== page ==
By Dr. Mallika Marshall, WBZ-TVBy Dr. Mallika Marshall

BOSTON (CBS) – Eighteen-month old Isla Woulfe of Malden is a happy, healthy child, but a few months ago when she spiked a fever, she had a seizure.

“It was in the middle of the night and so obviously I was really nervous,” says her mom, Alyssa Woulfe.

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Afraid it might happen again, Alyssa tried a new device called an iThermonitor.

Placed under the armpit with an adhesive patch and synced through Bluetooth with a smartphone or tablet, the iThermonitor records a child’s temperature every four seconds. If the temperature rises above or below a preset threshold, the caregiver is alerted

“It was great because I could get a little sleep,” says Alyssa. “And I didn’t have to set my alarm every hour to check her, but I also didn’t have to wake her to take her temperature.”

Not every household needs an iThermonitor because most healthy children do not need to be monitored this closely for fever, but some children have conditions where the presence of a fever could indicate a life-threatening infection.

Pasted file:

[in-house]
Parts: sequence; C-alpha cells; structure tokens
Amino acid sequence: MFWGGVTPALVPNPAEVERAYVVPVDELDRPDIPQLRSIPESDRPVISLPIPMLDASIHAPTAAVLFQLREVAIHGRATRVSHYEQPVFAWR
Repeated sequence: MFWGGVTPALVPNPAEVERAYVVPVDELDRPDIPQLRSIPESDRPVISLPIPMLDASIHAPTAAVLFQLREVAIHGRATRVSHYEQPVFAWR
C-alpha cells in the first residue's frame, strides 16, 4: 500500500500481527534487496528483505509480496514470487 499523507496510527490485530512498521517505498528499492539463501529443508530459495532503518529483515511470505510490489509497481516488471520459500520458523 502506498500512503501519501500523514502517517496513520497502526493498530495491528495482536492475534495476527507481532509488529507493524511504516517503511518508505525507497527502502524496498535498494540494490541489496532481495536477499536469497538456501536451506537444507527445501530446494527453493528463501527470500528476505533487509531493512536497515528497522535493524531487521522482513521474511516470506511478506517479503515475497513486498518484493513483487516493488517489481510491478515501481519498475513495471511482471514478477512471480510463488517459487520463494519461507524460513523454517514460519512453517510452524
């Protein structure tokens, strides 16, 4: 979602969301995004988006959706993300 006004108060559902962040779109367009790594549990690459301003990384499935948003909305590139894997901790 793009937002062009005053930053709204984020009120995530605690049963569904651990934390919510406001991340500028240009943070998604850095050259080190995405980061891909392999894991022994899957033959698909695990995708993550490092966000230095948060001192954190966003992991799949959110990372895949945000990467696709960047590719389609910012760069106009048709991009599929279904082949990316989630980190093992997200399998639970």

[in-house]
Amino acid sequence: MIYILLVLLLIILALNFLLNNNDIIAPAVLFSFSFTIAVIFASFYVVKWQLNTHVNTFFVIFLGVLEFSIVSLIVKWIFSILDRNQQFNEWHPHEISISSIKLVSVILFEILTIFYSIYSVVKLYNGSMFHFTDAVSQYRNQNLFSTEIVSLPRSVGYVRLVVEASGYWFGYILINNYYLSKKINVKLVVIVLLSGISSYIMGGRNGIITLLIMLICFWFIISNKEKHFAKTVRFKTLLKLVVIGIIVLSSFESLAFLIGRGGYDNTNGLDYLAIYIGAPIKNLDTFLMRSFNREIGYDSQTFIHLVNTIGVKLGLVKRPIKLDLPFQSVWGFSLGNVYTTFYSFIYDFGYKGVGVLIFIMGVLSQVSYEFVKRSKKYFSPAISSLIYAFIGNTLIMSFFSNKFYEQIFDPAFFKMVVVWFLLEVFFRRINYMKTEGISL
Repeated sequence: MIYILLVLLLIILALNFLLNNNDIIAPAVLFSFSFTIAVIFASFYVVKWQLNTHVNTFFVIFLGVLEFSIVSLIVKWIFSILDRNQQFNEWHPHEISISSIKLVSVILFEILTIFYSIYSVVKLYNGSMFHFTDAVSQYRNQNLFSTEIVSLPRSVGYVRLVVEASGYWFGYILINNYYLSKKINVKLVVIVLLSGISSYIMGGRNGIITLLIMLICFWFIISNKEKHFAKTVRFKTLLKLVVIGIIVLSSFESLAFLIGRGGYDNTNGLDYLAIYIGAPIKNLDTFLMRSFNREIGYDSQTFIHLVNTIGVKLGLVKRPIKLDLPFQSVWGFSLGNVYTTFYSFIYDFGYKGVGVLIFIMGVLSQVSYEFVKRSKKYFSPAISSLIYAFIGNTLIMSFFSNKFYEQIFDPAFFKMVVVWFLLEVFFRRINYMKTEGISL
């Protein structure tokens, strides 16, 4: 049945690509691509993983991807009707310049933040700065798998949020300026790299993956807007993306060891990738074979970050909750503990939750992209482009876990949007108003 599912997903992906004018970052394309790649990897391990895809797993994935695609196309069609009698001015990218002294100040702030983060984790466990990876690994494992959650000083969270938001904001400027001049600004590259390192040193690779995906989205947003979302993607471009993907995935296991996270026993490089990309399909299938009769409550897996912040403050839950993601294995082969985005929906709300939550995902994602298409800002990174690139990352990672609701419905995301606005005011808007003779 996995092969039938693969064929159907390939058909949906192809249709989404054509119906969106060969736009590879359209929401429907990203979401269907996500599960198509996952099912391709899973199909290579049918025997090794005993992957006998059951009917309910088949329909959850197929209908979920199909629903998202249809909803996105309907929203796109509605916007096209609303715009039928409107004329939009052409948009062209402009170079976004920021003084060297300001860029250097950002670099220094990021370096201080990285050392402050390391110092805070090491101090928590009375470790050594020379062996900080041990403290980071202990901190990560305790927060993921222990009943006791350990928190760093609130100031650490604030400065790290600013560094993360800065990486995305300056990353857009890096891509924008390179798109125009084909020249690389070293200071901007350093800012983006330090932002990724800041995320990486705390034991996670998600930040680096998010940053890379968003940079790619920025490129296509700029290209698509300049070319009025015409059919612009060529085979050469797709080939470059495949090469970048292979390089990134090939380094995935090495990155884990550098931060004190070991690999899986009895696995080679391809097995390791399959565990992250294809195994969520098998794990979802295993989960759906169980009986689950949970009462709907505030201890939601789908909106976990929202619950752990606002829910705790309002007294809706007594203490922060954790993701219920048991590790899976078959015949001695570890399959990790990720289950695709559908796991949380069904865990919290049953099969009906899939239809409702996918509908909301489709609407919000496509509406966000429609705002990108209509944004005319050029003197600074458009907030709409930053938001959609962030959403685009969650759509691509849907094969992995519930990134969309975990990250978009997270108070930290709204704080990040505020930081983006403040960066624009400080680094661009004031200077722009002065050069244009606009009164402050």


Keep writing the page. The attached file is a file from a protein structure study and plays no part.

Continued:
Dr. Stephen Agboola, a researcher at Partners Connected Health, says that includes patients with leukemia, patients on chemotherapy, patients with HIV/AIDS, or even newborn babies.

Even though the iThermonitor is already on the market, Abgoola and others at Partners Connected Health are studying the device to see if it’s practical to use and whether it provides useful information for families.

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And the data collected can be shared with a pediatrician.

“Physicians and nurses can see the trends and the changes in temperature,” says Dr. Kamal Jethwani, senior director of Connected Health Innovation at Partners Connected Health.

“They can figure out even if though this person didn’t really have fever, there’s a trend here that is concerning that we want to think about or change medications,” he added.

Alyssa is happy she can finally get some sleep and not worry about whether Isla is developing a fever at night.

“If she does get sick, it really helps give that peace of mind,” she said.

Developed by a company in China, the iThermonitor is currently available online and retails for $99.

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Partners Connected Health hopes to have some study results by July, and if the device looks like a good investment, they will help Partners hospitals and clinics put it into practice.

Dr. Mallika Marshall